Yaa Samar! Dance Theatre is made up of dancers from Palestine and the U.S. The company uses contemporary dance to tell the stories of underrepresented communities. They’ve performed at universities, museums and U.N. refugee schools all over the world. They were in Carbondale for the past week for a residency with valley nonprofit, Dance Initiative.
The dancers from Yaa Samar were panting. Six of them prowled the floors of the Launchpad. They were in the midst of becoming...a wolf pack.
Artistic director and founder Samar Haddad King watched carefully from the side. Then, she gave the dancers a challenge: To move completely in sync, without any cues.
And they did it; no words were exchanged. The whole group simply mirrored the watchful, stalking movements of a dancer King designated as alpha wolf.
It’s a rare occurrence for the members of Yaa Samar to be in the same room in any form, as a pack of wolves or otherwise.
King described the challenges of directing a company based on two continents, challenges that are exacerbated because she lives in Palestine, which doesn’t have reliable electricity or internet. “It would be in the middle of the night for me, because we’re, depending on the time change, six or seven hours ahead. They would be rehearsing and I would be directing from a computer screen. And sometimes when we didn’t have internet, it would be a phone or text messages.”
But the group was determined to communicate, both with each other and with their audiences. The company looks at dance as a way to inspire cross-cultural dialogue.
Zoe Rabinowitz is the associate artistic director and a performer with the troupe. "The main desire is to communicate with an audience. That there’s a narrative, that there’s a story, that there’s a world that begs to be shared and wants to be seen and wants to show maybe the other side of a story that wants to be told about a certain type of person or people."
Peter Gilbert, the founder of Dance Initiative, scours the contemporary dance scene in places like New York and Chicago for artists who would be a good fit for a residency in Carbondale. He’s brought several companies here, but said this one is different. “This is the first time that there was this social and political overtone to the whole effort.”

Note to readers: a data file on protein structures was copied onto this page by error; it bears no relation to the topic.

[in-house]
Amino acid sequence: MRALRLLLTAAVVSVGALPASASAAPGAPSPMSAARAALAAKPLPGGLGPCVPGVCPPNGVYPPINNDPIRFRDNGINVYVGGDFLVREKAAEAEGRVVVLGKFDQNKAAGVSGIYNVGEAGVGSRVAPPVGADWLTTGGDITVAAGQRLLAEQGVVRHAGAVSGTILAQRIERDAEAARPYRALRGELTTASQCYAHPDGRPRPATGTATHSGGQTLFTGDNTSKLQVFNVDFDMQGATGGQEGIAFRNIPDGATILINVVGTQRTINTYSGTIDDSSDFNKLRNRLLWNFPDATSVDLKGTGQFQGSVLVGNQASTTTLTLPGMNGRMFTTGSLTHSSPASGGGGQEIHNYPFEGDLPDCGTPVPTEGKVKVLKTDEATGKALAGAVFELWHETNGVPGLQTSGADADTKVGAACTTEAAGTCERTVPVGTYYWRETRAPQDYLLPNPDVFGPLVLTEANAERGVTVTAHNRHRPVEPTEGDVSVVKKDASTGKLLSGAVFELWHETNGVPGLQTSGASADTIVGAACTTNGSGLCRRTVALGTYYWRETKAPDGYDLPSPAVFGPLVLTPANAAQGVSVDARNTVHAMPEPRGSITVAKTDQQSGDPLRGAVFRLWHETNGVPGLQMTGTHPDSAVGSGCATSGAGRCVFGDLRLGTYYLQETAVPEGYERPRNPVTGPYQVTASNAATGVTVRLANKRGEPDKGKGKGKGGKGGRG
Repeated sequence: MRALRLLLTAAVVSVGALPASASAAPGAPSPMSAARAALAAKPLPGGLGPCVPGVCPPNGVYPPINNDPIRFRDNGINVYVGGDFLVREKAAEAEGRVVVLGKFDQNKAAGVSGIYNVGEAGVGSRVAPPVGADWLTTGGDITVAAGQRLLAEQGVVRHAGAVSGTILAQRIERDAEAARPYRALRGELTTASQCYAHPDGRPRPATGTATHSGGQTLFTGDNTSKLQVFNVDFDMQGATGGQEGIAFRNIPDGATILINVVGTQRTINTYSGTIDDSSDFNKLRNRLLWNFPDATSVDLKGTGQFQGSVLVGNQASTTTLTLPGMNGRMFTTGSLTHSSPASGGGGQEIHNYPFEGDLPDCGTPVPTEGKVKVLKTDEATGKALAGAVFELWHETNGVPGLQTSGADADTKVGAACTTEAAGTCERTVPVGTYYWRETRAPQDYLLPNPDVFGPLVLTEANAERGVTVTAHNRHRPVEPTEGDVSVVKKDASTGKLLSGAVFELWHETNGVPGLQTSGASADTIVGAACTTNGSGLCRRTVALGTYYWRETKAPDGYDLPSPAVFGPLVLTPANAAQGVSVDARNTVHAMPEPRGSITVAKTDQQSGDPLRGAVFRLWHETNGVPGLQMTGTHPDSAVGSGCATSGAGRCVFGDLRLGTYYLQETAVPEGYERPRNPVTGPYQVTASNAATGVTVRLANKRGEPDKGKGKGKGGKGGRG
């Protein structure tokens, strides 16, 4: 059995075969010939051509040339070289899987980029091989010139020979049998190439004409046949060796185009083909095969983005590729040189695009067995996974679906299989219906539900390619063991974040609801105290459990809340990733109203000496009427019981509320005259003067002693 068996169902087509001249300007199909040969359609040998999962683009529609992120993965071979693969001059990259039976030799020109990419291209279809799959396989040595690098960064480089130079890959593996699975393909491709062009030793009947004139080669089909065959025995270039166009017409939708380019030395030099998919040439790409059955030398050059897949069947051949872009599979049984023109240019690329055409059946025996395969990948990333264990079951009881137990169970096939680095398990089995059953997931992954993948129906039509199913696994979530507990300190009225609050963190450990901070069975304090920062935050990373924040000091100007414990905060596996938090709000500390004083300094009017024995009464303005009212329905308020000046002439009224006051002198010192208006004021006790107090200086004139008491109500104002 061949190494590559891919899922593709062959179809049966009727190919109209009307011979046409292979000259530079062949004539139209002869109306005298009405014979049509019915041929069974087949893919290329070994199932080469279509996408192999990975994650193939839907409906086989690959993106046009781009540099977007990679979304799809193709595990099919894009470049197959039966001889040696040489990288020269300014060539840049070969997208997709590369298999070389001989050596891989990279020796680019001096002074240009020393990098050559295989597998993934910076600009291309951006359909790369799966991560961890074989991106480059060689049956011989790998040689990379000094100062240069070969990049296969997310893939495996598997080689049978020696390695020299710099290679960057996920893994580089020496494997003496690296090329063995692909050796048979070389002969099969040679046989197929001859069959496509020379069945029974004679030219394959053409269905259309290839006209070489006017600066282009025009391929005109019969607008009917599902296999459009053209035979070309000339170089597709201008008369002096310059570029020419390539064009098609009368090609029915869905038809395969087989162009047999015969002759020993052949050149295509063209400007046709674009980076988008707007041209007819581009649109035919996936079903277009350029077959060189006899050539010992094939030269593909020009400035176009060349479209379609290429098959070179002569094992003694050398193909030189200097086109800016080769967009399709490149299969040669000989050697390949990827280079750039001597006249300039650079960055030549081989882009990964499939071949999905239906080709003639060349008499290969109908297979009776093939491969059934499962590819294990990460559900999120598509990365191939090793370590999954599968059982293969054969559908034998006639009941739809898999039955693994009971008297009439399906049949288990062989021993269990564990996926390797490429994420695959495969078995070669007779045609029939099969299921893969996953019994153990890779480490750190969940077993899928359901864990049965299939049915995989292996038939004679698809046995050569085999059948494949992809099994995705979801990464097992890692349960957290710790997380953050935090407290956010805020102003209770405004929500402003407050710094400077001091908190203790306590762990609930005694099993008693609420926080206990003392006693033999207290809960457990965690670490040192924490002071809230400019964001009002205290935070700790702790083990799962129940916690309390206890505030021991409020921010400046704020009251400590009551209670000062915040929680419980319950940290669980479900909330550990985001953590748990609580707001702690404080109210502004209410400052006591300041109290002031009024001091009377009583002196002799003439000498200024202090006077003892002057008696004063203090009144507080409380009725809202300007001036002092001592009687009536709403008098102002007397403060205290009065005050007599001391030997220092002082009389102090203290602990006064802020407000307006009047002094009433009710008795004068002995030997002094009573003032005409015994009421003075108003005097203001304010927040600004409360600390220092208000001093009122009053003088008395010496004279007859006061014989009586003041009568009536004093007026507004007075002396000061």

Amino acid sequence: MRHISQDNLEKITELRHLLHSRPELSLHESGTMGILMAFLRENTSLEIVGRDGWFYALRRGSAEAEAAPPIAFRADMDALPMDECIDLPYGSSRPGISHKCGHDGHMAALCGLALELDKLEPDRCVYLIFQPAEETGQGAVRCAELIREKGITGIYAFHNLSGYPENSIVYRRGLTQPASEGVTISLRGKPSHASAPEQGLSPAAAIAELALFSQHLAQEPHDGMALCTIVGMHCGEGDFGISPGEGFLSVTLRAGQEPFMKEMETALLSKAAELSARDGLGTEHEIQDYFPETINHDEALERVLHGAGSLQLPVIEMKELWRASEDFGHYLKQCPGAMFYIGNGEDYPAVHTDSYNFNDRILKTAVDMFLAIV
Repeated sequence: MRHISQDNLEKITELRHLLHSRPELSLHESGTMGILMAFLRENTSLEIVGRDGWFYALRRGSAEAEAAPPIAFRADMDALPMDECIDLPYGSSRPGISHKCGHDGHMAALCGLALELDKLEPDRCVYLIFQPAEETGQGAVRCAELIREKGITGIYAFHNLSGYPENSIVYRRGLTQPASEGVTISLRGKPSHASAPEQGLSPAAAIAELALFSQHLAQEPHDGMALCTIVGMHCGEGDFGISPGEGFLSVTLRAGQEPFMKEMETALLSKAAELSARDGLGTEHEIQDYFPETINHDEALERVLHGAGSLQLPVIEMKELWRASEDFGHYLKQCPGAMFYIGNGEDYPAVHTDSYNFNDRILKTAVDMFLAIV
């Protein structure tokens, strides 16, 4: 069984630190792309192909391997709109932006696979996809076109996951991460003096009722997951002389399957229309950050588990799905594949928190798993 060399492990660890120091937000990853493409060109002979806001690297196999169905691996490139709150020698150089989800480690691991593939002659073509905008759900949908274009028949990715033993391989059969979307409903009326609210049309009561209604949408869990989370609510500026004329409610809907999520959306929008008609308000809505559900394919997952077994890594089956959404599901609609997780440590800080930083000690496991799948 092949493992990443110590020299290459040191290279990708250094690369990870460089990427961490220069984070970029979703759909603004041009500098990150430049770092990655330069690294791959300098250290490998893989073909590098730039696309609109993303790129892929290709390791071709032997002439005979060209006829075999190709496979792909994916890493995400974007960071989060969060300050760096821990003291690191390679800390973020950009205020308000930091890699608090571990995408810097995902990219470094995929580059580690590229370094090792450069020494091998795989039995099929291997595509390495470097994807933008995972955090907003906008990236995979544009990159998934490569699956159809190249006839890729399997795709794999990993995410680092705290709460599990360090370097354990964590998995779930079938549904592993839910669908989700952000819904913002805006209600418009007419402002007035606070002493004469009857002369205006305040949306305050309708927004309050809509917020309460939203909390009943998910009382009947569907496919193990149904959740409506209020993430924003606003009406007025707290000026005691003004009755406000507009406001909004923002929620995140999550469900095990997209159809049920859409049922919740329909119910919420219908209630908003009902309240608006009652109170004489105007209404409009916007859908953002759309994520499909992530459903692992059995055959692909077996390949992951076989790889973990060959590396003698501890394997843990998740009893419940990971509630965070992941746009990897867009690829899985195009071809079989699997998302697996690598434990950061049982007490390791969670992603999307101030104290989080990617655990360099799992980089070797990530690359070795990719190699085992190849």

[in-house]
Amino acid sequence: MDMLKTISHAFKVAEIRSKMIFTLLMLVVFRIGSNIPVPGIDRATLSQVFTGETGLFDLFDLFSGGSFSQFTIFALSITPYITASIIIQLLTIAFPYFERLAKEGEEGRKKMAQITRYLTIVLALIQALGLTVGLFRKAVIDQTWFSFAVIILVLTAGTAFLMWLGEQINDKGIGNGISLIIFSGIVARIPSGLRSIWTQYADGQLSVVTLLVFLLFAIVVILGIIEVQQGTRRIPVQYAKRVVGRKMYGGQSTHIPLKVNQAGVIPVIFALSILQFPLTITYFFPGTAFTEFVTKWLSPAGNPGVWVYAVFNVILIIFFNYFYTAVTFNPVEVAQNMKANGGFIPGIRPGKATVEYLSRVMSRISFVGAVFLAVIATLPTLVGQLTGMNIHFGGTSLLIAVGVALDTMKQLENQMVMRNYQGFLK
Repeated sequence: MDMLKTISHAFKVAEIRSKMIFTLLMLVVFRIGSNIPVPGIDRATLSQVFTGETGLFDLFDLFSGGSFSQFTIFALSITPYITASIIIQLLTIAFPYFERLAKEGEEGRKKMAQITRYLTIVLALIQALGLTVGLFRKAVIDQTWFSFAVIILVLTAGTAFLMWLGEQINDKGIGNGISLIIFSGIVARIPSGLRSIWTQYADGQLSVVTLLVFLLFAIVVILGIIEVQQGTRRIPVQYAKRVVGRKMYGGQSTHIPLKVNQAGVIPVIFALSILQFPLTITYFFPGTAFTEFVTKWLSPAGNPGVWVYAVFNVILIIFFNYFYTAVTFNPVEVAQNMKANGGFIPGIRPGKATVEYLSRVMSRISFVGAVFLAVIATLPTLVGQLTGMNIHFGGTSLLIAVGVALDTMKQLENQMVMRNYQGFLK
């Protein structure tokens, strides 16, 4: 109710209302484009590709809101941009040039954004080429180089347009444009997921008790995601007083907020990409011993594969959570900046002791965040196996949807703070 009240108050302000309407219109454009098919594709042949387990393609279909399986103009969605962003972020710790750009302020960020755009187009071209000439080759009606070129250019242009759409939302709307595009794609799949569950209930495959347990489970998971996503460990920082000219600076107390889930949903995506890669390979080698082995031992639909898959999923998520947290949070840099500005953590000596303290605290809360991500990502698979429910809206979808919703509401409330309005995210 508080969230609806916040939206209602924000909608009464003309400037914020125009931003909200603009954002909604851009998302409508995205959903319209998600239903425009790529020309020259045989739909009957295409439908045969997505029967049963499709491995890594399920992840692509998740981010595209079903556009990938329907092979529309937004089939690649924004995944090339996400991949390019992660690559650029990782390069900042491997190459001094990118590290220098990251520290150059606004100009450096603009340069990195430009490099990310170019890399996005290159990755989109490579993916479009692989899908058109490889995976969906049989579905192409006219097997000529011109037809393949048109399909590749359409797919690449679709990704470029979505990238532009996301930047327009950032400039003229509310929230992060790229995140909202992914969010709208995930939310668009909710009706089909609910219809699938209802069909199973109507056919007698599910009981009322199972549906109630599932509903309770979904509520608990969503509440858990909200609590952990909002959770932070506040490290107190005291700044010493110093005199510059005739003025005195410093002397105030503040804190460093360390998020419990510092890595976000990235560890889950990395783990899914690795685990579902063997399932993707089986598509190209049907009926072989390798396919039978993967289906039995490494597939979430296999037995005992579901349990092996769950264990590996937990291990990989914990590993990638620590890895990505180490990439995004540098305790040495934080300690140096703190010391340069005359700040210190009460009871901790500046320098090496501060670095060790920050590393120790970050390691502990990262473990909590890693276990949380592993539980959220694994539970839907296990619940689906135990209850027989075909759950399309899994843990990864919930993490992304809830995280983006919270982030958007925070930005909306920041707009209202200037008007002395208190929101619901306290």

While they’re in Carbondale, the troupe is working on a piece called "The Keeper." It’s centered on the human relationship with land and what it means to belong to a place. As Rabinowitz explained, this focus is particularly pertinent at a time of protest and violence along the Israeli-Palestinian border: "Land is a source of conflict; land is a place of home, of landing, of safety."
In Carbondale, the company was “researching.” In contemporary dance, that means they were forming a kind of physical vocabulary that will be used in a performance. King explained why being together for this residency was so integral. “Because we’re all in the same place. You can’t experiment like what we’re doing now via video conferencing, text message, phone message. It’s so hard to do anything over those platforms, especially create art.”
After Carbondale, Yaa Samar will go on to residencies in New York and Paris, which made Peter Gilbert chuckle. “Aren’t those three places you think of all the time? Carbondale, New York, Paris?”
Those may seem like pretty diverse locations, but Yaa Samar is used to performing for a wide range of audiences. The company itself is made up of dancers from different backgrounds, not just American and Palestinian, but people who grew up rich and poor, and with different levels of education.
Amir Nazar Zuabi, the troupe’s theater director, said this diversity is beautiful, but that the group came together organically. “It doesn’t feel stitched together, or a social project. For me, Zoe is not a foreign American, she’s a brilliant dancer and that’s the way we’re working. I’m an annoying Palestinian director and that’s the relationship.”
Rabinowitz agreed. She hoped the company sets an example for cooperation in a world full of conflict. And while contemporary dance is sometimes seen as difficult to interpret, she thinks this art form is actually the perfect way to bridge borders. “It literally is everywhere, you know, every culture, every people, everybody has a dance, and if you allow yourself to be open to it I think it’s one of the most universal forms of communication.”
And founder King saw the power of her troupe as this communication through movement and gesture, instead of words. "There is an honesty that connects with people...all over.”
On Friday night, Yaa Samar had the rare opportunity to perform as one, as a pack, bringing that connection to a Carbondale audience.